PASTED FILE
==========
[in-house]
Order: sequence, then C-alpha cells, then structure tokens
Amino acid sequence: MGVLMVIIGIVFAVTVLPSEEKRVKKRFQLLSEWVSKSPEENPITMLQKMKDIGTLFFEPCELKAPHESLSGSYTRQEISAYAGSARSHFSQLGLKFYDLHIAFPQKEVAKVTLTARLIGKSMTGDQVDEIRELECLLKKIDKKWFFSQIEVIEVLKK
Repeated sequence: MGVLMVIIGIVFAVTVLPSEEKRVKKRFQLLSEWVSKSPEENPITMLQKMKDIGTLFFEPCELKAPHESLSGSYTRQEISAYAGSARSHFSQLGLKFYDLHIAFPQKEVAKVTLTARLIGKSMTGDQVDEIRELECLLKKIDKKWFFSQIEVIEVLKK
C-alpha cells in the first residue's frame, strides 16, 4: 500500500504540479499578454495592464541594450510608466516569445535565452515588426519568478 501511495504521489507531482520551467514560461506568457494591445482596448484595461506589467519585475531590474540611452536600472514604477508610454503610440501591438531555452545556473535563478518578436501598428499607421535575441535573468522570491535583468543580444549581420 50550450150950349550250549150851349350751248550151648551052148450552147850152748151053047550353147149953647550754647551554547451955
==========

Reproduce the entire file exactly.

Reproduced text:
[in-house]
Order: sequence, then C-alpha cells, then structure tokens
Amino acid sequence: MGVLMVIIGIVFAVTVLPSEEKRVKKRFQLLSEWVSKSPEENPITMLQKMKDIGTLFFEPCELKAPHESLSGSYTRQEISAYAGSARSHFSQLGLKFYDLHIAFPQKEVAKVTLTARLIGKSMTGDQVDEIRELECLLKKIDKKWFFSQIEVIEVLKK
Repeated sequence: MGVLMVIIGIVFAVTVLPSEEKRVKKRFQLLSEWVSKSPEENPITMLQKMKDIGTLFFEPCELKAPHESLSGSYTRQEISAYAGSARSHFSQLGLKFYDLHIAFPQKEVAKVTLTARLIGKSMTGDQVDEIRELECLLKKIDKKWFFSQIEVIEVLKK
C-alpha cells in the first residue's frame, strides 16, 4: 500500500504540479499578454495592464541594450510608466516569445535565452515588426519568478 501511495504521489507531482520551467514560461506568457494591445482596448484595461506589467519585475531590474540611452536600472514604477508610454503610440501591438531555452545556473535563478518578436501598428499607421535575441535573468522570491535583468543580444549581420 50550450150950349550250549150851349350751248550151648551052148450552147850152748151053047550353147149953647550754647551554547451955